Two enlightened people -- Joe Forehand on the Accenture side and John Connors on the Microsoft side -- had the idea that we could create something with more permanent value than just an alliance and had the idea of creating the joint venture that Avanade became.

CIO.com: What were you setting out to solve for customers?

Warby: At that time there were two problem sets. One was how do we take this distributed PC environment and scale it up in a secure and reliable way in the enterprise. Interestingly, 15 years on, I think the cloud really delivers that dividend and Microsoft is doing a super job of delivering on that. It’s been a journey. But that was what people were looking for. They could see the flexibility and the cost effectiveness of having this distributed PC environment but how could you do that in an enterprise class way?

Then, referring to the dotcom environment, people were building applications to take advantage of the new online world. We were at a time then where Wi-Fi networks were only just really broadly available and mobility was a twinkling in our eye. The idea that you could write and get access to information in a more usable, intuitive, flexible way was really the beginning of that part of the journey.

Those two things and two fundamental technologies. My last job at Microsoft was launching Windows 2000 and Microsoft.NET which was just the foundation of that ability to do Web-capable and scalable enterprise applications in a distributed way.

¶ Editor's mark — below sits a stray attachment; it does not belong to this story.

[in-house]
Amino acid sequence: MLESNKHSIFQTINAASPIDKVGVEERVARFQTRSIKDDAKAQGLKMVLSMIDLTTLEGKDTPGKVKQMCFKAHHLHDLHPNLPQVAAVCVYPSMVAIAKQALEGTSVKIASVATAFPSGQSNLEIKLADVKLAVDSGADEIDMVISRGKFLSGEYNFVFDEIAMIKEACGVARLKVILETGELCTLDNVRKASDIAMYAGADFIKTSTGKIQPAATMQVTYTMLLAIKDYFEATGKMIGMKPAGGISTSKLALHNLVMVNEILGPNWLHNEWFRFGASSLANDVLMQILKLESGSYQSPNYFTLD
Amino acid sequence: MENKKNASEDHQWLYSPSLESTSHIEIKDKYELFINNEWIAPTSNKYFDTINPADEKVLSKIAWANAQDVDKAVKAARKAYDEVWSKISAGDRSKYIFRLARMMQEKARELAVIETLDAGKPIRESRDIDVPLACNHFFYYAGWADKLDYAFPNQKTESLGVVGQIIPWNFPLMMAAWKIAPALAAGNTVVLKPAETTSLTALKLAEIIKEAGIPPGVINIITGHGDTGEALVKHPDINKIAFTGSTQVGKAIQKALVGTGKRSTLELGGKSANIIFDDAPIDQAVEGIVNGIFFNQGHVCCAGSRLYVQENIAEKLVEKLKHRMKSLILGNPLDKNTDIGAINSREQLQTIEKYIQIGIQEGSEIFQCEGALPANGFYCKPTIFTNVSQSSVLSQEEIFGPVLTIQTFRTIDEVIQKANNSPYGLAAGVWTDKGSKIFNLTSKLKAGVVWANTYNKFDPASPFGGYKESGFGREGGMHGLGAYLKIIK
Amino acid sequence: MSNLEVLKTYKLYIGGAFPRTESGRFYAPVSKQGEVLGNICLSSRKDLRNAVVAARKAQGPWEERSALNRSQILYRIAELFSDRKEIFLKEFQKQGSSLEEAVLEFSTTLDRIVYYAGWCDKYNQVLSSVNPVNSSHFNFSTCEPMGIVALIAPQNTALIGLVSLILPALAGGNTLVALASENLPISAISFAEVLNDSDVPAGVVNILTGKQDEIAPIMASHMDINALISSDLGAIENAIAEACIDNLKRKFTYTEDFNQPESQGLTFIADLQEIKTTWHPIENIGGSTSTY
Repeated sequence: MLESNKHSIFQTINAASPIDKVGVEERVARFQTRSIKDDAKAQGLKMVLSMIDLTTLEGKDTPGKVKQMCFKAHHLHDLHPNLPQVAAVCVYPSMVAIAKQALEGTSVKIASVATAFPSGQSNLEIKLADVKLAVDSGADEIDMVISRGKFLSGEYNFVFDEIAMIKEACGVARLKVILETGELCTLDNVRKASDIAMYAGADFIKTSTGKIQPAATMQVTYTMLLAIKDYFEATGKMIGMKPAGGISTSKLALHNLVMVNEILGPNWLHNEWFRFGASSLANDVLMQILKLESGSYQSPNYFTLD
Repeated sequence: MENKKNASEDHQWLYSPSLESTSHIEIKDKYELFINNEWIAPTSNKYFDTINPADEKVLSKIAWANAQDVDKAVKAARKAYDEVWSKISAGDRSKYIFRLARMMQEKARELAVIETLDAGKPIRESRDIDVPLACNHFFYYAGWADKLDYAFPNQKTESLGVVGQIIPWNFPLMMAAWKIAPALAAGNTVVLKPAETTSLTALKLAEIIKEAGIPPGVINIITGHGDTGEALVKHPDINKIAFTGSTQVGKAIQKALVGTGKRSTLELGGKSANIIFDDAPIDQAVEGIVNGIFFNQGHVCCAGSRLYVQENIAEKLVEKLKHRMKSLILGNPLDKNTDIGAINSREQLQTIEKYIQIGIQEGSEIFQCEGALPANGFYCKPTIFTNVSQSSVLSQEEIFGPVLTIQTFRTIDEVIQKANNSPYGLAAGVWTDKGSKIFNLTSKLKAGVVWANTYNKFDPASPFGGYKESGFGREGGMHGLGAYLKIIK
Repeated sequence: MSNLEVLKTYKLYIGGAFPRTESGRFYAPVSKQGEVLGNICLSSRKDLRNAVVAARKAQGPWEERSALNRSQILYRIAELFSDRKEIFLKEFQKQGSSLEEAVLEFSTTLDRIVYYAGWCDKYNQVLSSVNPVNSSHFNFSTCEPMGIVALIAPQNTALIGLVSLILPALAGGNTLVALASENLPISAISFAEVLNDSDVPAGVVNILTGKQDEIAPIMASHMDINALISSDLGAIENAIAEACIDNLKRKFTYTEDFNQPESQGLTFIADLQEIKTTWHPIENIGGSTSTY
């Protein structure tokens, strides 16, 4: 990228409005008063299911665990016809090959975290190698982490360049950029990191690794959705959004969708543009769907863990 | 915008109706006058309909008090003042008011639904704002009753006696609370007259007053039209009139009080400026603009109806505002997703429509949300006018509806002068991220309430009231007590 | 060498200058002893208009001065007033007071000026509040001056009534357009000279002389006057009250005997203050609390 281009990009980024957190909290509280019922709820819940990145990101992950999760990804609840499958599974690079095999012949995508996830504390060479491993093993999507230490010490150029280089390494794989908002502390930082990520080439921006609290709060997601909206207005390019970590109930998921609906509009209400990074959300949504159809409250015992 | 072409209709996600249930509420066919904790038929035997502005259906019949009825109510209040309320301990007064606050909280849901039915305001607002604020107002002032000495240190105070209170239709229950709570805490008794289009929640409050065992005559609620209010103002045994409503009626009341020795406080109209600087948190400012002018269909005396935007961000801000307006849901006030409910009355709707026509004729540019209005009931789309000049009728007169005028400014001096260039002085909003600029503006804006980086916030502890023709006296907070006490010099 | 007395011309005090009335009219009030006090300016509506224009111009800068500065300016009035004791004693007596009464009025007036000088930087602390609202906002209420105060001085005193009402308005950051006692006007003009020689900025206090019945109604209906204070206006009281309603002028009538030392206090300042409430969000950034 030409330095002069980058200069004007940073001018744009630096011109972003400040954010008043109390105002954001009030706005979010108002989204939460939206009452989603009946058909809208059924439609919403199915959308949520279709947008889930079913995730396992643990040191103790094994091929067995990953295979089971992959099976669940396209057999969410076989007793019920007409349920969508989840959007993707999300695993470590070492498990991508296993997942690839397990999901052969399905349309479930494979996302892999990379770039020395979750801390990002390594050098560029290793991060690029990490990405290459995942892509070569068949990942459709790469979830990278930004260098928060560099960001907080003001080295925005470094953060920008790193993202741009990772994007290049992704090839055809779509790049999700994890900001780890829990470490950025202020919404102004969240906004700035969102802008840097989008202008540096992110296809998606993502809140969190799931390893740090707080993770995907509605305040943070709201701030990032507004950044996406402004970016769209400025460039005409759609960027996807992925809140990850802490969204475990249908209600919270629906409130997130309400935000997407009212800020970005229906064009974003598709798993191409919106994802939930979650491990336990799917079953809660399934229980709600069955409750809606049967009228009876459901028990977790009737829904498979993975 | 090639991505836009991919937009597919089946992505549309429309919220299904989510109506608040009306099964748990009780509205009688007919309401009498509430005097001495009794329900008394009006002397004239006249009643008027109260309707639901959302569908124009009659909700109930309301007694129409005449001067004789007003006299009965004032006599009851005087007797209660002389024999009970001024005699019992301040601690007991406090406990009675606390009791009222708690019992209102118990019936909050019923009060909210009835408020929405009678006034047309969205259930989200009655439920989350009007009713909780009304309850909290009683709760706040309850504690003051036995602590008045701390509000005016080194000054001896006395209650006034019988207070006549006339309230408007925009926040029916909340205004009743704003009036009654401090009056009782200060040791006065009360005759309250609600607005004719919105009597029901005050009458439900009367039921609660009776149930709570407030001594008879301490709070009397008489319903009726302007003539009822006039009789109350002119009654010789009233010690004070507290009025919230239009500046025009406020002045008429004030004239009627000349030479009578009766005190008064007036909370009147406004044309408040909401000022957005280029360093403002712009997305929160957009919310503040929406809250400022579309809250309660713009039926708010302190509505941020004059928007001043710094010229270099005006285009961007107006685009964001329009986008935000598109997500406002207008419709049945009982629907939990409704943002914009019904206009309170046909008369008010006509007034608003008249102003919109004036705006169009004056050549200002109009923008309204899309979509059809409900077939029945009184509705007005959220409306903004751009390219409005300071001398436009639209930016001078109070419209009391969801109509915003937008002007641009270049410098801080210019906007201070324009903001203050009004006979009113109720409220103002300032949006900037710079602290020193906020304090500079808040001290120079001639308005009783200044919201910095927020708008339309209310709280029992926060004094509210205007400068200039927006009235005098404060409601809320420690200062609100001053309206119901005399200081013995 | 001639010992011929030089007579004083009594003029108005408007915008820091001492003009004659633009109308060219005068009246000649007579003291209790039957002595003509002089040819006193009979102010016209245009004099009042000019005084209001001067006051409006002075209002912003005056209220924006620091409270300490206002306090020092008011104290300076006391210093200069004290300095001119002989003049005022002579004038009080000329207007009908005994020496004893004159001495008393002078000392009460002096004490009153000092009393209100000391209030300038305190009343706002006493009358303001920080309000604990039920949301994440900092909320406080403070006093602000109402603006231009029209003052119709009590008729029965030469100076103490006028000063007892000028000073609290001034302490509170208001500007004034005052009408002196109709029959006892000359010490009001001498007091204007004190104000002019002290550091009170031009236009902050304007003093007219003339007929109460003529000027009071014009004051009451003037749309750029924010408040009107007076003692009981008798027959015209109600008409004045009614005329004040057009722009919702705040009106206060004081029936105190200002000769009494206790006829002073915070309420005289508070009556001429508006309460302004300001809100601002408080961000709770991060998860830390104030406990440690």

CIO.com: How has the company evolved since then? How is the mission and the goal today different than it was back then?

Warby: It’s been a fascinating journey. We were a self-described technology integrator. That was the heart of what we did and that passion for technology still burns bright. At the heart of what we’ve done is create a culture that is blending the best of both of our founding parents: the passion and focus on technology from Microsoft and the focus on the client and delivery and outcomes and business benefits from the Accenture side. As we progressed through that journey we’ve gone from technology to solutions and then from solutions to business value.